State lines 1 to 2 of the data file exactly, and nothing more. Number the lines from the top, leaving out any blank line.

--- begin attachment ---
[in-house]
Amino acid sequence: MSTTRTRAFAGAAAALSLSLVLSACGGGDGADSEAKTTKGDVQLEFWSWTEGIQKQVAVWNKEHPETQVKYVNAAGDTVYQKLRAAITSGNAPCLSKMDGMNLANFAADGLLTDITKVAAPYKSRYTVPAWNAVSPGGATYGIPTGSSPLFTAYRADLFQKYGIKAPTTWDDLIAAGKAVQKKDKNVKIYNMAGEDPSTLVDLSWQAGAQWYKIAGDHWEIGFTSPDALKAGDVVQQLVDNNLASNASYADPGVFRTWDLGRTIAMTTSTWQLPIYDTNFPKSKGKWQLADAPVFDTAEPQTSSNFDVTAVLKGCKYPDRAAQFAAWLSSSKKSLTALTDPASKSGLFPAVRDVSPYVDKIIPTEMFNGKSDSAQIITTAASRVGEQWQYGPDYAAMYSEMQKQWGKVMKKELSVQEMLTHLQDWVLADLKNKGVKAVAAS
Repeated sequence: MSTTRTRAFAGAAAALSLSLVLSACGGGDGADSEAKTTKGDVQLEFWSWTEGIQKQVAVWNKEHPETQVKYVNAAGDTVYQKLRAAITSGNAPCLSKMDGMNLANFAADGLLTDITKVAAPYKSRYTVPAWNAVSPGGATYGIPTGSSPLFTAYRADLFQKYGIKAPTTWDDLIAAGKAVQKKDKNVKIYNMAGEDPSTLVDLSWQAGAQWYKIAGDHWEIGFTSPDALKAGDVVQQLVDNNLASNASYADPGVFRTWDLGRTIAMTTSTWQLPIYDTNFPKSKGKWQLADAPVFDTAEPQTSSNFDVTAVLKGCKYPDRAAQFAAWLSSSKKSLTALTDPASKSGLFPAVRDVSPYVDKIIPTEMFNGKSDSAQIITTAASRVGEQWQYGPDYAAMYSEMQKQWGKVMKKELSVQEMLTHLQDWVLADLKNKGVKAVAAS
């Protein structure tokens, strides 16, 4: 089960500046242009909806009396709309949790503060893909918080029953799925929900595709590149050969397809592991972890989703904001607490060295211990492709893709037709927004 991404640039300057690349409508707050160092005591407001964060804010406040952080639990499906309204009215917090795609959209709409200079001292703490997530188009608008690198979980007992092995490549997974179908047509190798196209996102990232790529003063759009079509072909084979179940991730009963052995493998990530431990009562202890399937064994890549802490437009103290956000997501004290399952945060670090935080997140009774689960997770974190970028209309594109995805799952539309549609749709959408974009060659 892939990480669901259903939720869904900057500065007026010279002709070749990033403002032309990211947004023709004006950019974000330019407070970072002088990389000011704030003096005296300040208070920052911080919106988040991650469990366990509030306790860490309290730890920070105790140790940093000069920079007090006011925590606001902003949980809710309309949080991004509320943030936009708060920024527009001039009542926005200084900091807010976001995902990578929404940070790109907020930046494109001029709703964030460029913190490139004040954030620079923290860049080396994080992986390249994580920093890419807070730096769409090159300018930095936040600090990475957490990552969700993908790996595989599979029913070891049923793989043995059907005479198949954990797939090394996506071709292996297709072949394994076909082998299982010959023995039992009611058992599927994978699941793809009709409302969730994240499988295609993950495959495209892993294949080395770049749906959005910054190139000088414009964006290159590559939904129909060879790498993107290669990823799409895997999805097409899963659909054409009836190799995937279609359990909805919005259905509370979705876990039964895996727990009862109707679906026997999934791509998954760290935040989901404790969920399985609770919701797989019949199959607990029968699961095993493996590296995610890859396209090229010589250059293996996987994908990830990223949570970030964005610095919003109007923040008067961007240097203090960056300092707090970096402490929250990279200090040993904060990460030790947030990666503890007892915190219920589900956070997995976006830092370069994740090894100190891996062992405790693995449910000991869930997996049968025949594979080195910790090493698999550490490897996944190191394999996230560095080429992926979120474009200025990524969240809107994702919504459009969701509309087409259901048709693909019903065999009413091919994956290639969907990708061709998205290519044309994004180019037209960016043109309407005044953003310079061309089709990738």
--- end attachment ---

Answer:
[in-house]
Amino acid sequence: MSTTRTRAFAGAAAALSLSLVLSACGGGDGADSEAKTTKGDVQLEFWSWTEGIQKQVAVWNKEHPETQVKYVNAAGDTVYQKLRAAITSGNAPCLSKMDGMNLANFAADGLLTDITKVAAPYKSRYTVPAWNAVSPGGATYGIPTGSSPLFTAYRADLFQKYGIKAPTTWDDLIAAGKAVQKKDKNVKIYNMAGEDPSTLVDLSWQAGAQWYKIAGDHWEIGFTSPDALKAGDVVQQLVDNNLASNASYADPGVFRTWDLGRTIAMTTSTWQLPIYDTNFPKSKGKWQLADAPVFDTAEPQTSSNFDVTAVLKGCKYPDRAAQFAAWLSSSKKSLTALTDPASKSGLFPAVRDVSPYVDKIIPTEMFNGKSDSAQIITTAASRVGEQWQYGPDYAAMYSEMQKQWGKVMKKELSVQEMLTHLQDWVLADLKNKGVKAVAAS